Whenever you install an update to the Mac OS X operating system, there is a long phase at the end called optimization . What the splash screen calls "optimization" is a particular type of optimization, called prebinding , which applies only to Mach-O executables. We will only describe the essential idea behind prebinding. For more details and specific instructions on building libraries and executables with prebinding enabled, consult the document /Developer/ Documentation/ReleaseNotes/Prebinding.html .
To understand what prebinding is and how it can speed up the launch of an application, let's consider what happens when you launch an application that was built without prebinding. When such an application (or dynamic library) is built, ld (the static linker) records the names of undefined symbols (i.e., the names of symbols that the application must link against). Later, when the application is launched, the dynamic linker ( dyld ) must bind the undefined references from the application to their definitions.
In contrast, if an executable or dynamic library is built with prebinding, the binding essentially occurs at build time. In particular, the library is predefined at a specified address range, a process that would otherwise have to occur when an application is launched. Rather than mark symbols as undefined, the dynamic linker can use address symbols in a prebound library. The library is then consulted when an application or some other dynamic library links against the dynamic library. Additionally, if the prebound library depends on other libraries (a common situation), then the static linker records the timestamps of the other libraries. Later, when the prebound library is used, the dynamic linker checks the timestamps of the dependent libraries and checks for the existence of overlapping executable addresses.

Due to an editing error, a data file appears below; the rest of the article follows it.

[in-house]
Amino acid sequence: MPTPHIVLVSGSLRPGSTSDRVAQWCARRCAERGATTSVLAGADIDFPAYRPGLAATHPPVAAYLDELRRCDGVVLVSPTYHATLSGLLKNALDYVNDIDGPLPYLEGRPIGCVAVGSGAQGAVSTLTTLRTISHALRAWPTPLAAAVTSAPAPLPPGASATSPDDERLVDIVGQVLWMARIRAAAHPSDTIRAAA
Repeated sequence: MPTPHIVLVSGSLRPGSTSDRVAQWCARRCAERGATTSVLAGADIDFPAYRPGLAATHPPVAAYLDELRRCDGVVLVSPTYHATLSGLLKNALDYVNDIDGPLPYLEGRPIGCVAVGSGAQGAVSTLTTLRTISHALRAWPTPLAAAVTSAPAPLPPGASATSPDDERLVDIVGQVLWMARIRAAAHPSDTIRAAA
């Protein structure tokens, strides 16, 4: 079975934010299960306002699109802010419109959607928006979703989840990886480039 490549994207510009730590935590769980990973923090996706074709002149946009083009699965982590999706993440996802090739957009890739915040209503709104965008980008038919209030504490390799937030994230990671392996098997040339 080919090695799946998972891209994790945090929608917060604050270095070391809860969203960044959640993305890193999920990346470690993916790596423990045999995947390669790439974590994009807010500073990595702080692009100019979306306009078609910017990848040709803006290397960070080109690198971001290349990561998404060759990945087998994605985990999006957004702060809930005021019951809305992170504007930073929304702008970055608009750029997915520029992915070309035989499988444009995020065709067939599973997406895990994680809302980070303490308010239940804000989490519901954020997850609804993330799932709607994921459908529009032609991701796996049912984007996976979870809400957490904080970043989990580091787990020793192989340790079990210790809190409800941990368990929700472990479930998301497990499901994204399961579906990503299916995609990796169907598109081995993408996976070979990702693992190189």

If the timestamps do not match those of the build timestamps, or if there are overlapping executable addresses, the prebinding is broken and normal binding is performed.